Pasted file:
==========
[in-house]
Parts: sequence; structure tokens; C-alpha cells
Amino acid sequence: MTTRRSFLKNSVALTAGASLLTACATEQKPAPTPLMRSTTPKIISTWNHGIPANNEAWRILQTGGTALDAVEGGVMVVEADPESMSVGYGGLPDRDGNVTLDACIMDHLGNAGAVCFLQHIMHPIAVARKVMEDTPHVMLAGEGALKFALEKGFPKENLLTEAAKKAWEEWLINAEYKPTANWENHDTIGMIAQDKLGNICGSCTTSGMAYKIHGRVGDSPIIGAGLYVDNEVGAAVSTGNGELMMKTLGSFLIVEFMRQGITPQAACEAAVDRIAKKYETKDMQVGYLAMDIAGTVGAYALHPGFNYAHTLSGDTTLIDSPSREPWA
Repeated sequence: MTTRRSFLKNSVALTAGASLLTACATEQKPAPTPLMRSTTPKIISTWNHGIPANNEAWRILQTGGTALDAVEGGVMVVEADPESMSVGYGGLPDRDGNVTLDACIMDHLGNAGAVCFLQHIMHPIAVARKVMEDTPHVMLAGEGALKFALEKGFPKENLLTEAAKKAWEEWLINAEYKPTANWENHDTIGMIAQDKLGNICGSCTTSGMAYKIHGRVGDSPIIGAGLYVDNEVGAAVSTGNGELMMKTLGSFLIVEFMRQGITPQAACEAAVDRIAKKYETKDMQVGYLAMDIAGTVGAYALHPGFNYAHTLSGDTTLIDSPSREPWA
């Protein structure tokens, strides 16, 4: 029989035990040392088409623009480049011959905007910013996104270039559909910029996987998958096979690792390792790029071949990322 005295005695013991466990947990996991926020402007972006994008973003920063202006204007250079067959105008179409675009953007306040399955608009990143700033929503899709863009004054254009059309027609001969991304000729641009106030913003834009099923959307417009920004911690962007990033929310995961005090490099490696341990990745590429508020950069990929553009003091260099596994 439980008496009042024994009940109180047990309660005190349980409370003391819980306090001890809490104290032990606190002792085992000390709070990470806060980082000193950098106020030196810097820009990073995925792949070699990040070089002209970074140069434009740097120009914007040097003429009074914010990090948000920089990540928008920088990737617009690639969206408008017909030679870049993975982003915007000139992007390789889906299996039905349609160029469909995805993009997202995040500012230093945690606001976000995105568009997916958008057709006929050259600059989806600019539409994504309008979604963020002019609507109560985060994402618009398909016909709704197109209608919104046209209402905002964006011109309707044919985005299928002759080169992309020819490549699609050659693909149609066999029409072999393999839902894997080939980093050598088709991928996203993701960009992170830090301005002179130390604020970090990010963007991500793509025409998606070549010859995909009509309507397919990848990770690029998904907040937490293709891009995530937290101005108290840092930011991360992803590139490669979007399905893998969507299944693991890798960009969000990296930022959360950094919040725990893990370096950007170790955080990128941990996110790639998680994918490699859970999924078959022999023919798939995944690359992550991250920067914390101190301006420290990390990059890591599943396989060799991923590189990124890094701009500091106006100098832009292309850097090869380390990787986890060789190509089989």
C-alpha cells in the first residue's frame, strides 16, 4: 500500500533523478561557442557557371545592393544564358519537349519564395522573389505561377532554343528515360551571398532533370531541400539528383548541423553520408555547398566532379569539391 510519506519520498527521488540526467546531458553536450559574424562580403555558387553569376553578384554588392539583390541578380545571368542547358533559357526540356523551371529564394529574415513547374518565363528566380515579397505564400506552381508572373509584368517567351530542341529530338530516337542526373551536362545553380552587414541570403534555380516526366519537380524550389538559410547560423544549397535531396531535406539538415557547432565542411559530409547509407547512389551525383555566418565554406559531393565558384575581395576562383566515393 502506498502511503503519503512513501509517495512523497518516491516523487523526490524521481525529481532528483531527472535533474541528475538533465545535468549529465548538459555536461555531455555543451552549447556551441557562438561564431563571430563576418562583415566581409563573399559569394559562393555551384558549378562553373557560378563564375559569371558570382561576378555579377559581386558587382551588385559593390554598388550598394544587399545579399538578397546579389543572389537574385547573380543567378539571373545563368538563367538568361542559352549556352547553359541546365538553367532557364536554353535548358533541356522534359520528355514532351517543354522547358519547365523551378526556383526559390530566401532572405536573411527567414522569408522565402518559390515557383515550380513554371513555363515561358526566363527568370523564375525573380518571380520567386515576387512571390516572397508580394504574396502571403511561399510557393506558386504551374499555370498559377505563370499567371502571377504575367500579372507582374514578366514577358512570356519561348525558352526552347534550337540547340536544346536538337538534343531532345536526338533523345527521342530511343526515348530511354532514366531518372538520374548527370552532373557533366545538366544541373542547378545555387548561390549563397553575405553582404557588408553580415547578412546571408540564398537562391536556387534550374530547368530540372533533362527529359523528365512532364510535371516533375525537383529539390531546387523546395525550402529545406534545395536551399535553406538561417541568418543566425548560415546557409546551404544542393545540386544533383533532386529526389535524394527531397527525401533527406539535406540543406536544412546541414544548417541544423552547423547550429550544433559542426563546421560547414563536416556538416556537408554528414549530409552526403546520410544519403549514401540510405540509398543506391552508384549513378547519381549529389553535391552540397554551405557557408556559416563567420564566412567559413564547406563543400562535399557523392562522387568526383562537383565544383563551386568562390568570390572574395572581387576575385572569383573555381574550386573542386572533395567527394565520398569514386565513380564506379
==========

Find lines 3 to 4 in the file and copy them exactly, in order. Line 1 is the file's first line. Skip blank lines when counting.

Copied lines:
Amino acid sequence: MTTRRSFLKNSVALTAGASLLTACATEQKPAPTPLMRSTTPKIISTWNHGIPANNEAWRILQTGGTALDAVEGGVMVVEADPESMSVGYGGLPDRDGNVTLDACIMDHLGNAGAVCFLQHIMHPIAVARKVMEDTPHVMLAGEGALKFALEKGFPKENLLTEAAKKAWEEWLINAEYKPTANWENHDTIGMIAQDKLGNICGSCTTSGMAYKIHGRVGDSPIIGAGLYVDNEVGAAVSTGNGELMMKTLGSFLIVEFMRQGITPQAACEAAVDRIAKKYETKDMQVGYLAMDIAGTVGAYALHPGFNYAHTLSGDTTLIDSPSREPWA
Repeated sequence: MTTRRSFLKNSVALTAGASLLTACATEQKPAPTPLMRSTTPKIISTWNHGIPANNEAWRILQTGGTALDAVEGGVMVVEADPESMSVGYGGLPDRDGNVTLDACIMDHLGNAGAVCFLQHIMHPIAVARKVMEDTPHVMLAGEGALKFALEKGFPKENLLTEAAKKAWEEWLINAEYKPTANWENHDTIGMIAQDKLGNICGSCTTSGMAYKIHGRVGDSPIIGAGLYVDNEVGAAVSTGNGELMMKTLGSFLIVEFMRQGITPQAACEAAVDRIAKKYETKDMQVGYLAMDIAGTVGAYALHPGFNYAHTLSGDTTLIDSPSREPWA